Teleworking lets him choose a schedule of days where he would work only from home. Part-time is when an employee clocks in only a few hours for work. Networking equipment maker Cisco says employee location is increasingly losing meaning in an interconnected world. The company even helps its employees set up home offices. It creates an office with email and intranet-enabled smartphones, provides Cisco Virtual Office equipment, laptops and data cards for employees who do not wish to be within the office walls.

"IP solutions from Cisco and emerging technologies are making location irrelevant, making remote working feasible. Companies can also reduce office space, thereby reducing operational costs associated with real estate and facility management," said Seema Nair, co-lead for India HR operations, Cisco. Companies say it is not just women but even men who take up this option very often.

At IBM, the percentage of employees working from home is 40% while at HP it is 25%. Microsoft's India headcount is not very large when compared to companies like IBM and HP. Domestic firms also offer this option but it is more needbased and not as rampant as their global counterparts. However, to allow employees to work permanently from home requires a company to have precise job description and agenda.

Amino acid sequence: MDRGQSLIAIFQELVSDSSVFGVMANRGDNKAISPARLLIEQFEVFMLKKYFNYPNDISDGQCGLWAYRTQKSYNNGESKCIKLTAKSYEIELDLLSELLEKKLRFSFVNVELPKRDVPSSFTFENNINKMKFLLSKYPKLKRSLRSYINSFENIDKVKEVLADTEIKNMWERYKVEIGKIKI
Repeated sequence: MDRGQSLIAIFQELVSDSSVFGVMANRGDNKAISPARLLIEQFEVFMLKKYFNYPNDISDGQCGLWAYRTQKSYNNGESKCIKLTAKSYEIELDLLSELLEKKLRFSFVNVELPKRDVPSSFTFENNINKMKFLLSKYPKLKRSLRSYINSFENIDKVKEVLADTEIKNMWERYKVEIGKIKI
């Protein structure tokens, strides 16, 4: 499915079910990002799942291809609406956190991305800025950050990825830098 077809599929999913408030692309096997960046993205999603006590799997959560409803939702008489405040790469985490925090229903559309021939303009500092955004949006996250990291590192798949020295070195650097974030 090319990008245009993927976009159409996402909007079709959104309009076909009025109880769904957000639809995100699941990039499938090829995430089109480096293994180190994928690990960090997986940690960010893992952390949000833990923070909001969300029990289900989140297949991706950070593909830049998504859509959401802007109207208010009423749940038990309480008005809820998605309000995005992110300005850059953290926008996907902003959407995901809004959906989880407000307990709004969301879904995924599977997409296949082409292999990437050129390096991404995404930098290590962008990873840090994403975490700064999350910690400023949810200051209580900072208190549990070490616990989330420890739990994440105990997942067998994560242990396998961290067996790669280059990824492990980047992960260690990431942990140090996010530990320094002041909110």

"There can not be any flab in the KRAs and the managers have to craft the jobs carefully where everything is templatised," said Saundarya, founder-member of Flexi Career in Chennai. She said problems creep in when companies look at it as a work-life balance initiative and not as an option that could help in their business goals. While most companies say they trust their employees to do a good job, there are several checks and balances like managers and the employees working closely with a set of deliverables.

Quarterly reviews and a structured performance management approach are put in place. Companies like Cisco also advise remote workers to attend regular meetings with coworkers/internal customers and managers, etc, to ensure there is adequate interaction and the employee is not completely in isolation.

"For employees who opt to work from home over an extended period of time, the manager and the employee work out a clear set of deliverables, and a quarterly review is conducted keeping in mind the business situations," Gill said. Companies say some employees may find it tough to work in isolation.

"Absence of external motivation provided by the work environment can be a disadvantage. Employees used to working in a team might feel isolated and miss the interaction with co-workers," Nair said. Officials at HP point out that this can be a problem where teamwork is involved.

"Where large teams are involved, team management can be a challenge with a work-fromhome option. Ultimately, we don't monitor if employees are actually working. Employees need to be selfdisciplined and accountable for their productivity when they choose this option," said Srikanth Karra, director, human resources, HP India. But for employees like Kumar, it's an incentive worth going for. "I end up working more being away from office, but the freedom to work from anywhere is too good to be missed."

Source ET